The remaining $64 million was allocated to non-profit cultural venues, destination marketing organizations and the Wisconsin Economic Development Corp.’s “We’re All In Grants.”

Wisconsin movie theater owners and operators whose operations have been negatively affected by COVID-19 can find grant details and an application here: 

Wisconsin hotel and lodging facility owners can find grant details and an application here: 

Wisconsin’s live music and entertainment venues and operators can click here: 

— Despite the pandemic, Wisconsin saw a 4.1 percent increase in GPR collections in the first quarter of the 2021 fiscal year over last year.

Collections totaled over $3.5 million, an increase of $138,511 compared to the first quarter of the 2020 fiscal year. 

The greatest revenue increases were seen in corporate and “other” collections at a 52.7 percent increase and a 57 percent increase, respectively. “Other” can include estate, utility and real estate transfer tax collections, according to the Department of Revenue. 

These revenue sources together brought in over $574,000 this quarter compared to over $375,000 in the first quarter of last year.

The state saw a decrease in revenue from individual income collections and excise taxes at a 3.5 percent drop and a 3.8 percent drop, respectively. Together, these sources brought in roughly $1.92 million this quarter compared to about $1.99 million last year. 

General sales and use revenue collections were up at 0.9 percent over last year.

The DOR’s report does not include taxes collected by the Office of the Commissioner of Insurance, administrative fees and other miscellaneous revenues.

See the report: 

— The Department of Health Services is partnering with the Wisconsin National Guard and local and tribal health departments to expand testing to 70 new sites across the state.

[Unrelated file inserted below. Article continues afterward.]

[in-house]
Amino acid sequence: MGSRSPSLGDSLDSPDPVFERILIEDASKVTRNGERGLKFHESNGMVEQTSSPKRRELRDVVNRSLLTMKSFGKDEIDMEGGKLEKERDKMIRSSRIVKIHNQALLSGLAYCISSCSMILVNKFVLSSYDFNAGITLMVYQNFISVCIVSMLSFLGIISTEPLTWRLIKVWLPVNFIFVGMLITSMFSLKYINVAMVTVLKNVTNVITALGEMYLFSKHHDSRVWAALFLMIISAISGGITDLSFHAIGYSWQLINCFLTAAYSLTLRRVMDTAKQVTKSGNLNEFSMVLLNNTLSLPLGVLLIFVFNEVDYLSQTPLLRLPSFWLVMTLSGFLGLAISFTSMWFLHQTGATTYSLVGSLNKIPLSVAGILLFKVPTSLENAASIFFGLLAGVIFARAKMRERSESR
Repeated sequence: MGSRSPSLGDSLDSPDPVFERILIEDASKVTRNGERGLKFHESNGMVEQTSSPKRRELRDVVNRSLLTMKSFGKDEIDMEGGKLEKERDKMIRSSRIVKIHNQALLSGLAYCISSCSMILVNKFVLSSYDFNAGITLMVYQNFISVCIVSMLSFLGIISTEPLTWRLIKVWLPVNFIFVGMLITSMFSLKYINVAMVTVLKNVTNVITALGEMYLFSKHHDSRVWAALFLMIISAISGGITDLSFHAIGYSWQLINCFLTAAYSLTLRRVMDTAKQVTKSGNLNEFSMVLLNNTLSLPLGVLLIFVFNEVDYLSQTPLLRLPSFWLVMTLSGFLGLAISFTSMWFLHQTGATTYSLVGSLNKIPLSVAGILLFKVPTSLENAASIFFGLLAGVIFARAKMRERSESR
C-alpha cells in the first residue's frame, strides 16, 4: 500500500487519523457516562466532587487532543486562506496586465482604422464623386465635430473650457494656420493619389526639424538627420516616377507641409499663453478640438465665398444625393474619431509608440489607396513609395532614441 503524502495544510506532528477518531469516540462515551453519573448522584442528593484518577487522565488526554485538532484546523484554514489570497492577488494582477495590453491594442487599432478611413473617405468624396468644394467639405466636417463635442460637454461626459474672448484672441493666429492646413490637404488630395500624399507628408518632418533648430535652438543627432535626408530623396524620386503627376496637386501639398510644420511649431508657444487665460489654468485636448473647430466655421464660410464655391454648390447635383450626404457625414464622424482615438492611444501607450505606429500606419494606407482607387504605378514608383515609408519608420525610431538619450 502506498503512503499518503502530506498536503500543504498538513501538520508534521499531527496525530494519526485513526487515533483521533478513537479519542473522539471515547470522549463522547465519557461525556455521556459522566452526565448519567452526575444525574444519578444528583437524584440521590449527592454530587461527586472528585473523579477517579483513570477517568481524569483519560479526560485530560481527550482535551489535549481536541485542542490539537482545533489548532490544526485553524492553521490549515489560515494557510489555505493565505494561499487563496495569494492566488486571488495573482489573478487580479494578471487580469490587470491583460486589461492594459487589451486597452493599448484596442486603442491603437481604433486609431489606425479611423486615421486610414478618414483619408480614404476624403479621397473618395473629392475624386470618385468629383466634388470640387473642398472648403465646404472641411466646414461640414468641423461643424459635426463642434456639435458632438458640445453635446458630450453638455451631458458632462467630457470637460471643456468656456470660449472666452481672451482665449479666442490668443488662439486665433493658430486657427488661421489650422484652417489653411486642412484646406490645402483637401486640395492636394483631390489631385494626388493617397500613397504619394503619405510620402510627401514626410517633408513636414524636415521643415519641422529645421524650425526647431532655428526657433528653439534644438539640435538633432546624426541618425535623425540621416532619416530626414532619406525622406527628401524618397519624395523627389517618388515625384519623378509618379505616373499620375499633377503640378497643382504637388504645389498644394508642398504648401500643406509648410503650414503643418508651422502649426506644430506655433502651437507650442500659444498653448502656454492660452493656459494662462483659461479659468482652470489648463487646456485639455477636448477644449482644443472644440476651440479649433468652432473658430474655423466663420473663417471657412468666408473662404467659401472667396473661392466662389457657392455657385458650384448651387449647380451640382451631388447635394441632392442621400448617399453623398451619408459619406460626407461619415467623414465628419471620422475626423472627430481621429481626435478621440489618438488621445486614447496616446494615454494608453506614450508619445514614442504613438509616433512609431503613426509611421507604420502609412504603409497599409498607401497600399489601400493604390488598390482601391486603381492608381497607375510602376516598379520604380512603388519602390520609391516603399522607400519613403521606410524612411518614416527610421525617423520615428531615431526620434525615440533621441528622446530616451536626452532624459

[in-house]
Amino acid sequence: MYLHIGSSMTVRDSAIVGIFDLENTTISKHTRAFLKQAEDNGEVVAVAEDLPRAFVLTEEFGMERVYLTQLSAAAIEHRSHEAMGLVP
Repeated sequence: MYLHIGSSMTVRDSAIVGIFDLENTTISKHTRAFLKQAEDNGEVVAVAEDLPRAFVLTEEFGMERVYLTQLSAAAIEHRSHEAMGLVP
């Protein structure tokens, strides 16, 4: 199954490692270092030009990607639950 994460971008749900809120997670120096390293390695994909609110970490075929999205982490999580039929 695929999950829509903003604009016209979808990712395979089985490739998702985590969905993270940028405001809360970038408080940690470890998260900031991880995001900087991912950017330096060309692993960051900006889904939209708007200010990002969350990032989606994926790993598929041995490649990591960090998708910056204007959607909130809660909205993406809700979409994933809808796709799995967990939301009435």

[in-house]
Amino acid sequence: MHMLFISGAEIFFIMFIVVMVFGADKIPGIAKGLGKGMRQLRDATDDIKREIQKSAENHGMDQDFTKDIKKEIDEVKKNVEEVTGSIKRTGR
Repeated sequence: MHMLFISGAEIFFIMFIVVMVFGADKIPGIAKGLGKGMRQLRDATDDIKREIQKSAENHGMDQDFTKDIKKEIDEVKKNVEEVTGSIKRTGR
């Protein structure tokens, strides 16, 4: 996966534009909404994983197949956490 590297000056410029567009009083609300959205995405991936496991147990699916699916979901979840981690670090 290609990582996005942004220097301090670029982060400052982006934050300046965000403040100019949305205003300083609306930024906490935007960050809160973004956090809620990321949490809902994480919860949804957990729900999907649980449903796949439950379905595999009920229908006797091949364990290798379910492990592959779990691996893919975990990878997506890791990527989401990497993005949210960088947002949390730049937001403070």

The state’s community testing program and increased access to testing is about understanding where the disease is in Wisconsin and who has it, DHS Secretary Andrea Palm said during a recent health briefing. 

“I think it’s very likely that the majority of new cases in the state are the result of transmission from someone that doesn’t have symptoms,” said Dr. Ryan Westergaard, the state’s chief medical officer. 

COVID-19 is not like other diseases, he said. Normally, symptomatic people are the source of most infections. While it’s true that those who are symptomatic for COVID-19 are highly infectious, asymptomatic individuals can also spread the virus.

“The highest priority is testing people with those with symptoms,” Westergaard said. He added the “second tier” is testing people who have been exposed regardless of symptoms. 

“But in this environment, where the virus is spreading silently throughout the whole state, we’re not going to make a dent unless we test people without symptoms,” he said. “That’s the situation where we are now. This virus is spreading silently, we have to presume that it is everywhere and everyone that has access to a test should get a test.” 

Palm echoed Westergaard that the novel coronavirus is everywhere in Wisconsin. 

“We must take action immediately to stop transmission and get Wisconsin moving in the right direction again,” she said.